The Importance of Teaching Controversy

It’s hard to teach students about controversial subjects for many reasons. For one, there’s the risk of getting complaints from parents or winding up in the newspaper just for mentioning some topics in certain schools, no matter how well you actually handle it. There’s a real possibility that some students are not yet mature enough to engage with some topics effectively. They might also very passionate about something and disagree vehemently with their classmates, which is hard for a teacher to moderate. The teacher also has to be keenly aware of how their opinion on an issue affects how they put it forward to their students and whether they’re being fair, or trying to influence their students to agree with greater or lesser degrees of subtlety.

Regardless of all this, life is full of challenges and this is just one of them. It’s important to meet these challenges in order to grow as people. It’s best to have students who have thought about their opinions and others in depth for a long time. It’s not ideal, but it’s also better to have students who have at least heard more than one side to a controversial issue instead of never thinking about it at all. High school students are close to or at the age where they can vote. It would be a disservice to the rest of the national and local communities to burden them with unthinking voters, and it would be a disservice to the students to not teach them the skills necessary to really think about a controversial issue.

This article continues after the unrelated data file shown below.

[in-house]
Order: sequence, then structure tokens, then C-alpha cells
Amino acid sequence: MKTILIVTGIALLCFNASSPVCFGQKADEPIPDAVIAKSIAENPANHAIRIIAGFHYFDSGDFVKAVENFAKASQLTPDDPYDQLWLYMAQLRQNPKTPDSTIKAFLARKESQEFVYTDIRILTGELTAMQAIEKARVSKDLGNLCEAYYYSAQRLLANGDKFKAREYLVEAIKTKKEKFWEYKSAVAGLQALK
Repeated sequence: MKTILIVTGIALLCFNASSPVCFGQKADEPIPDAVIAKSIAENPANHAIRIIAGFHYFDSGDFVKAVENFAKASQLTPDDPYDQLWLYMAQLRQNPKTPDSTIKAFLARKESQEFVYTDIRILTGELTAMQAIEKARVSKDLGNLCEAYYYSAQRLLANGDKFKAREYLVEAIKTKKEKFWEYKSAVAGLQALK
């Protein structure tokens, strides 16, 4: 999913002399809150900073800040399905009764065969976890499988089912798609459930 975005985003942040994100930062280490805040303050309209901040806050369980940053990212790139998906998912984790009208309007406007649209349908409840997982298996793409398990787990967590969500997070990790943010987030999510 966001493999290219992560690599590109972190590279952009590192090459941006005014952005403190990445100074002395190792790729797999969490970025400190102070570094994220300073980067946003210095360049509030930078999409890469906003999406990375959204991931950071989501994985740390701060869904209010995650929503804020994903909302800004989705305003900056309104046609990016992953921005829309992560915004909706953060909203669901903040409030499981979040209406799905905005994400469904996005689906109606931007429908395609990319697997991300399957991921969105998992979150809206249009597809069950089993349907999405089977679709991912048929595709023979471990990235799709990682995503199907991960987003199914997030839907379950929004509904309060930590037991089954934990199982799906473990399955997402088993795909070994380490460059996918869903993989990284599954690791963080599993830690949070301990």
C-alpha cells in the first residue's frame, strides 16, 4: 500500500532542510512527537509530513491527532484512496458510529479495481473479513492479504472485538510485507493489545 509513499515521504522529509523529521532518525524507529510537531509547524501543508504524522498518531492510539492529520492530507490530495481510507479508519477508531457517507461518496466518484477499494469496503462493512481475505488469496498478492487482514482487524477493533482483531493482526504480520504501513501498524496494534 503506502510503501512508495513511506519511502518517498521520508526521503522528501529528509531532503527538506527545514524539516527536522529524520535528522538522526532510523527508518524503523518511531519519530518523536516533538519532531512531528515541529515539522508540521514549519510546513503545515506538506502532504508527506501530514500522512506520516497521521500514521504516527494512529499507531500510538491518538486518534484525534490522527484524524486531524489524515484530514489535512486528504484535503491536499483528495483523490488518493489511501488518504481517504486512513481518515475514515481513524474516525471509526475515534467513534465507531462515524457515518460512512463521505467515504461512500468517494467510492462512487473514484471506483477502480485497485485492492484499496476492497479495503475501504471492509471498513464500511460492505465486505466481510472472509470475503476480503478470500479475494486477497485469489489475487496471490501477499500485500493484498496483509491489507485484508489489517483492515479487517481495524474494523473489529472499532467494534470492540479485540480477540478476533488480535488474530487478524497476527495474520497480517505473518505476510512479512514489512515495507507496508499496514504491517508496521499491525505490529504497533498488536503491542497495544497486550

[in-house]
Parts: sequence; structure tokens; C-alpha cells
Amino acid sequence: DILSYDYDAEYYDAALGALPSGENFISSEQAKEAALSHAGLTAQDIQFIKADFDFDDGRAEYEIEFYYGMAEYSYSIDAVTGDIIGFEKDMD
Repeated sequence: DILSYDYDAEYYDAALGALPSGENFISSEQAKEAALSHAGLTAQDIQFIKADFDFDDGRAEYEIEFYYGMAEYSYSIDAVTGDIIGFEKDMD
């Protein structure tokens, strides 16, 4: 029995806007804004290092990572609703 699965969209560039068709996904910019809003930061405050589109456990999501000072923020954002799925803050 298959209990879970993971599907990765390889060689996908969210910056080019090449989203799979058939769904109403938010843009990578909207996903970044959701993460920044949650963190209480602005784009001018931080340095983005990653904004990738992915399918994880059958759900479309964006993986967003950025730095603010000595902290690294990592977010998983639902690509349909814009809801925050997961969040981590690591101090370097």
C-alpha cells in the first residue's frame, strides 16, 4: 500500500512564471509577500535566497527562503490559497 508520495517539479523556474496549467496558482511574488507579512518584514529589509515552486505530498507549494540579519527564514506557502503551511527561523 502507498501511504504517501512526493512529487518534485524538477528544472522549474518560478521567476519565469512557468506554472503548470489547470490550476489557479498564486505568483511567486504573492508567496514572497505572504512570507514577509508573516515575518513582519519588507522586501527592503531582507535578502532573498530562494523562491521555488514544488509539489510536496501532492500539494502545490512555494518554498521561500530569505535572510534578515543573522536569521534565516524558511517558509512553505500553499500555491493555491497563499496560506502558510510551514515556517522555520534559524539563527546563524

There is not only a possibility but a likelihood that a classroom discussion of certain controversial issues will bring out comments widely seen as distasteful. It’s up to teacher discretion based on the severity of what is said to decide whether to engage with what they’ve said and try to get them to see another side or reconsider, or just outright halt the discussion and tell them off for saying that.

A similar problem for teachers is teaching about past injustices and atrocities. It’s important to teach students why and how these things happened and what was the belief system that led to them, but not to make it seem like such ideas have equal merit to other systems. Nobody does something for no reason, even if their reason is severely logically and/or morally flawed.

Even if it’s tricky and difficult at the time, it will be beneficial for both teachers and students to have these discussions. It will make them better able to live and participate in and analyze our society.